“Here, our essential self is compared to an ox. We seek the ox, grasp it, tame it and finally, the self which has always been seeking becomes completely one with the ox. But this also is forgotten so that we now simply carry on our ordinary lives. This is the process described by the Pictures. They show concretely the progression of our practice and are very helpful for a self-examination of our own practice and as encouragement for further practice.
The Ten Ox-herding Pictures have concretely depicted the process in which the imperfect, limited, and relative self (the little child) awakens to the perfect, unlimited, and absolute essential self (the ox), grasps it, tames it, forgets it, and completely incorporates it into the personality. But we must stress that these pictures and verses are merely an indication of the way to practice and not an object for conceptual thought. Thus, the study of the Ten Ox-herding Pictures are very useful for those who are actually striving to make clear the true self in Zen through the actual sitting with aching legs. But for those who want only to learn the rationale of Zen, I must warn that these pictures and words will be only “white elephants” of no use whatsoever.”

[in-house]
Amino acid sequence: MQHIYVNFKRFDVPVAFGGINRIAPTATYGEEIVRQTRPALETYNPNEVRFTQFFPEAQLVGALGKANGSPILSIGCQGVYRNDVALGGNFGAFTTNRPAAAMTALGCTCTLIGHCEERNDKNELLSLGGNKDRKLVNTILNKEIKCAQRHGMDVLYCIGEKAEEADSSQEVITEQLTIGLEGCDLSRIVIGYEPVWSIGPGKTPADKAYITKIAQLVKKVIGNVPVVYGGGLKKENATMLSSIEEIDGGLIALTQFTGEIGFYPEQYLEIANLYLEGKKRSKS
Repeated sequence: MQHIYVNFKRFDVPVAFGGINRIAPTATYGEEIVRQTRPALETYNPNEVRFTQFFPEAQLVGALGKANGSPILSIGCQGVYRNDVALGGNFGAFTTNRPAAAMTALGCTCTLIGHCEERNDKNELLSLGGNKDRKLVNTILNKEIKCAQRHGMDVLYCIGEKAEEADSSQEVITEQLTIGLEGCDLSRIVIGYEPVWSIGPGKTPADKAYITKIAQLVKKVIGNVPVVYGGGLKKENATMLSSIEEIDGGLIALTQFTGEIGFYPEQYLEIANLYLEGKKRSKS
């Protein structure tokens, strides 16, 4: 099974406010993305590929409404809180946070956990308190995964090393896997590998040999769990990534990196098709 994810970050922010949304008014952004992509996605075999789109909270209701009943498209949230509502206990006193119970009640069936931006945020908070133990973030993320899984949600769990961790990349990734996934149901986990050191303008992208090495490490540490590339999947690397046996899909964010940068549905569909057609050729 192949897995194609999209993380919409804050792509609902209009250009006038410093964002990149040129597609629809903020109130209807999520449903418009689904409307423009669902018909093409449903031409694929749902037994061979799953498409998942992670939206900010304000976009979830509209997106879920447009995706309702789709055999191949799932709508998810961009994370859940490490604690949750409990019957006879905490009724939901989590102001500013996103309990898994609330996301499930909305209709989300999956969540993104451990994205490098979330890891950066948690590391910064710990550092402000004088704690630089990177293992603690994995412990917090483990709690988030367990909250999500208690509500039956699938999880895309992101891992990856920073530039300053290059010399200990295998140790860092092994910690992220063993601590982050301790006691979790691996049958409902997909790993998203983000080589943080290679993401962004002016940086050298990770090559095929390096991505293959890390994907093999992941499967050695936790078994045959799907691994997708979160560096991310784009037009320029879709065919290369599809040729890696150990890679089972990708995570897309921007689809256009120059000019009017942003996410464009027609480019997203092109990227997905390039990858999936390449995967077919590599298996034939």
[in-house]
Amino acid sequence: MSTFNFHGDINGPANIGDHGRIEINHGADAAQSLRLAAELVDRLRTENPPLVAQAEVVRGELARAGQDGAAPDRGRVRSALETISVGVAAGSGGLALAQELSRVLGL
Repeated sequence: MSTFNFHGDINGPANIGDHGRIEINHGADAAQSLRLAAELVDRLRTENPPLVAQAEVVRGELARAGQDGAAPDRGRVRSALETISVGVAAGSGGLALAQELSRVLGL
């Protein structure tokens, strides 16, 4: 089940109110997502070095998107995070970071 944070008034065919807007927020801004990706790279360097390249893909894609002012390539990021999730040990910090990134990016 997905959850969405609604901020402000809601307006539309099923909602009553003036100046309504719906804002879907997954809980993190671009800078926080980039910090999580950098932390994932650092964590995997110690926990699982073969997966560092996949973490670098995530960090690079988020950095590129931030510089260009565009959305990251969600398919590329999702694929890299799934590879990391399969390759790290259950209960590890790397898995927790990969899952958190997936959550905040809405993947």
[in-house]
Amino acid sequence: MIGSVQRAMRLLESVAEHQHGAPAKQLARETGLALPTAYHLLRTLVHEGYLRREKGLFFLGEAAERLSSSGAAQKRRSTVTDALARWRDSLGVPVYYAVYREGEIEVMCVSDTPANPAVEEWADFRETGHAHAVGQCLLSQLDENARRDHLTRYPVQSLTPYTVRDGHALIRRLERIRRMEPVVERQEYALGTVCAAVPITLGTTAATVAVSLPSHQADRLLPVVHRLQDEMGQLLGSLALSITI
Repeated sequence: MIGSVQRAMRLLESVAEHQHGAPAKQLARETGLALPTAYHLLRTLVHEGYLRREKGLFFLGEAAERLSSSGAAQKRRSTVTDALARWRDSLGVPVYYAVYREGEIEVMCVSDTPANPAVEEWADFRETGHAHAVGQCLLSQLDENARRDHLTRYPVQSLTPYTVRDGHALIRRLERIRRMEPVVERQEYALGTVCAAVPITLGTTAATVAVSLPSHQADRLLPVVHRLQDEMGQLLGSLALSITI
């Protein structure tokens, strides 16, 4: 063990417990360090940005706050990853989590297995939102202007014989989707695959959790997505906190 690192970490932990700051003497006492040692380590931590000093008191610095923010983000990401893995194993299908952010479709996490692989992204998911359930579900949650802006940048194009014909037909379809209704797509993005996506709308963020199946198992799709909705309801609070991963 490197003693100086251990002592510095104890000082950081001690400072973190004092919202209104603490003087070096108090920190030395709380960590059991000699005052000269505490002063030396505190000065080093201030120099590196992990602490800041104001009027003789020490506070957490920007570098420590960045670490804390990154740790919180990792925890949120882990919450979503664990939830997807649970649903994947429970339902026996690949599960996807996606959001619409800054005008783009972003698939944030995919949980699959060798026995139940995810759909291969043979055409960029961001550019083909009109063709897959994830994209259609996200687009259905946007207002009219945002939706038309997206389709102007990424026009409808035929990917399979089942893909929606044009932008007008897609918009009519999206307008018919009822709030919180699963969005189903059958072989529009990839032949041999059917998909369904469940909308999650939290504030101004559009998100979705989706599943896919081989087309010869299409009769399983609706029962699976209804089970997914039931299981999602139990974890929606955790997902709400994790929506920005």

— taken from the Teisho (commentary) by KUBOTA Ji’un
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